The actual budget presentation can be found at the 1:53:20 point of the meeting.  While you watch it, I encourage you to keep the slide show handy because it is hard to see on the screen.  The Slide Show can be accessed by clicking on this link.

    At this point, I would like to make a few comments and answer a few questions that will help summarize the current budget situation.


    Using Fund Balance

    The school district has a modest amount of savings.  $9,936,193 of savings is in no way a large amount compared to a budget of over $73,000,000.  It is not good to be without savings and it is bad practice to use savings to pay for ongoing expenses.

    Having said that, our need to balance the budget and to make necessary repairs to our facilities makes it an appropriate time to break into the fund balance.  For that reason, we proposed to the school board that they use 42 % of the fund balance to implement the following plan:


    The school board recognized the need to put a significant amount of savings toward necessary safety repairs and toward balancing the budget.  The board agreed that we should implement this plan.  Therefore, in May, the voters will not only be able to cast a vote in support of or against a proposed budget, but they will also be asked to approve moving $2,000,000 to the capital fund and to allow the school to use that $2,000,000 to upgrade an elevator in the Middle School and fire alarm systems in Duzine and the High School.

    The Revenue Picture

    Most of the money we take in to run the school comes from our tax payers.  A much smaller amount of money comes from the state.  This year we anticipate that the tax levy will increase by 3.63%, bringing in an extra $1,726,000.  This sounds like a lot of money, but with the prices of everything going up (Health insurance for employees is expected to go up by $1,400,000 this year), an increase of $1,726,000 isn’t what it used to be.

    Probably you have heard that the Governor’s proposed budget would give many schools less money next year than they got this year.  In fact, NPCSD is projected to get $414,000 less than last year.  While it is possible that the legislative budget will give some money back to schools, it is very unlikely that we will have definite confirmation of any increases before our 2024-2025 budget is approved.  Therefore, any state aid that comes in later will not be able to be spent in 2024-2025.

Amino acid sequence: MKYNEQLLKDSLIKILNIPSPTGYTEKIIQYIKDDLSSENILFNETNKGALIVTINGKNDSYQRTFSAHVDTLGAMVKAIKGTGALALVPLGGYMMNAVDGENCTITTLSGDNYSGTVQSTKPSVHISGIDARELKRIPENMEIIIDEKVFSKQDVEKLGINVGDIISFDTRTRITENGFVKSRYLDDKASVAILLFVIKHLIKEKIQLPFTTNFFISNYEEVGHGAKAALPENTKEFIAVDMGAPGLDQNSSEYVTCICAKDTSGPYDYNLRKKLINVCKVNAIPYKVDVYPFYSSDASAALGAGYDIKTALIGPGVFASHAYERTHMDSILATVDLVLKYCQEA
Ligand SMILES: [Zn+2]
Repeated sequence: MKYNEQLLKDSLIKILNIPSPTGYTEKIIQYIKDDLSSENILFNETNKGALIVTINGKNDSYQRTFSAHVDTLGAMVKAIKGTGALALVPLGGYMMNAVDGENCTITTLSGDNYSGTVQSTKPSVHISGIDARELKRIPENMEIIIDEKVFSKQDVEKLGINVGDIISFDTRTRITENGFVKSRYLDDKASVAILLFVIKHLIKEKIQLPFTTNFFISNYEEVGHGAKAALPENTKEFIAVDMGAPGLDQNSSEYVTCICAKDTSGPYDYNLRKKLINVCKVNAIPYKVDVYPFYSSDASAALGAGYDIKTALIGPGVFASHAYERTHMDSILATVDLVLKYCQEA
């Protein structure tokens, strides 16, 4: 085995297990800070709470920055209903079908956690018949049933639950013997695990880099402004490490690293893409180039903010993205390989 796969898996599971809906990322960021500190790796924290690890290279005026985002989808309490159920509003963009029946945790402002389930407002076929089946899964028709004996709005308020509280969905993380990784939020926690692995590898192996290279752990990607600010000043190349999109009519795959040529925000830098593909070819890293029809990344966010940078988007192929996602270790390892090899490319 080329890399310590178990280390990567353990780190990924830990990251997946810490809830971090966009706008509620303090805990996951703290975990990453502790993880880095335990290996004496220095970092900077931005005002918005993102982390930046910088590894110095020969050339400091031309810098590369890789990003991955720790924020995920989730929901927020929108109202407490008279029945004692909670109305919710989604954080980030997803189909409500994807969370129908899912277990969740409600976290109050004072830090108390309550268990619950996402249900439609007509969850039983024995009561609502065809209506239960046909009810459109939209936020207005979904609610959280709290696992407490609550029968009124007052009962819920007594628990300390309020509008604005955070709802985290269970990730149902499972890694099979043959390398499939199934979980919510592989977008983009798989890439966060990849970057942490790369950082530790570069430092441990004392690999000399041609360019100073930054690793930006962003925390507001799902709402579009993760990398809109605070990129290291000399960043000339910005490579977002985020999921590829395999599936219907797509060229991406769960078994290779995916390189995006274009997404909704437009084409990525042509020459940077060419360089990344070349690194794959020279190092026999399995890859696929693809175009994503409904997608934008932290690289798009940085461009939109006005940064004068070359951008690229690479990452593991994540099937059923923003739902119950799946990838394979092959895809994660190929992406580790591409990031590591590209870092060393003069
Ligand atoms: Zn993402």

Here is our anticipated revenue picture for 2024-2025, including the fund balance we plan to add to the picture:

    Once again, I think it is appropriate to thank the taxpayers for providing such a huge portion of the $73,405,671 that we will use to fund the school in 2024-2025.


    In order to create a proposed budget for 2024-2025 we took all of the expenses and positions from 2023-2024 and rolled them over.  We then looked at every line item in the budget to see where we could decrease expenses and where we had to increase expenses.  Some information was known, such as salary increases in existing collective bargaining agreements and a lot of information was estimated, such as the amount of money we will have to spend on fuel oil or snow removal next year.

    If you would like to see this line by line budget, you can click here Line by Line 2024-2025 proposed budget  There is a lot of information in this document and it can be pretty complicated.  If you have questions, please send me an email with your questions and we will get you an answer.

    One thing that greatly increased our expenses was the fact that the American Rescue Plan grant, federal monies that have been supporting positions in our district for the past 3 or 4 years, ends in September 2024.  Therefore, we started out this budget process in a big hole as we had multiple existing positions that suddenly had their funding source dry up.

    So, the bottom line is that our anticipated expenses greatly exceed our anticipated revenue.


    How does decreasing student enrollment play into our deficit?

    The birth rate in New York State has declined a great amount in recent years.

    This trend is very evident in our school district:

    A broader look shows that staffing levels have not changed along with our student enrollment.

    Financial problems last school year precipitated efforts to save money by right sizing our staff to meet declining population.  12.6 positions were reduced last year and additional positions will need to be reduced this year to save the $2,100,000 by which we will be short.

    How will we balance the budget?

    Routine expenses have been cut in the proposed budget. However, the amount of expenses we can cut through everyday things does not really address the main issue.  Most of our large expenses are dedicated to staff salaries and benefits.  In particular, employee benefits alone,  including health insurance and retirement benefits, account for 30 % of our total budget.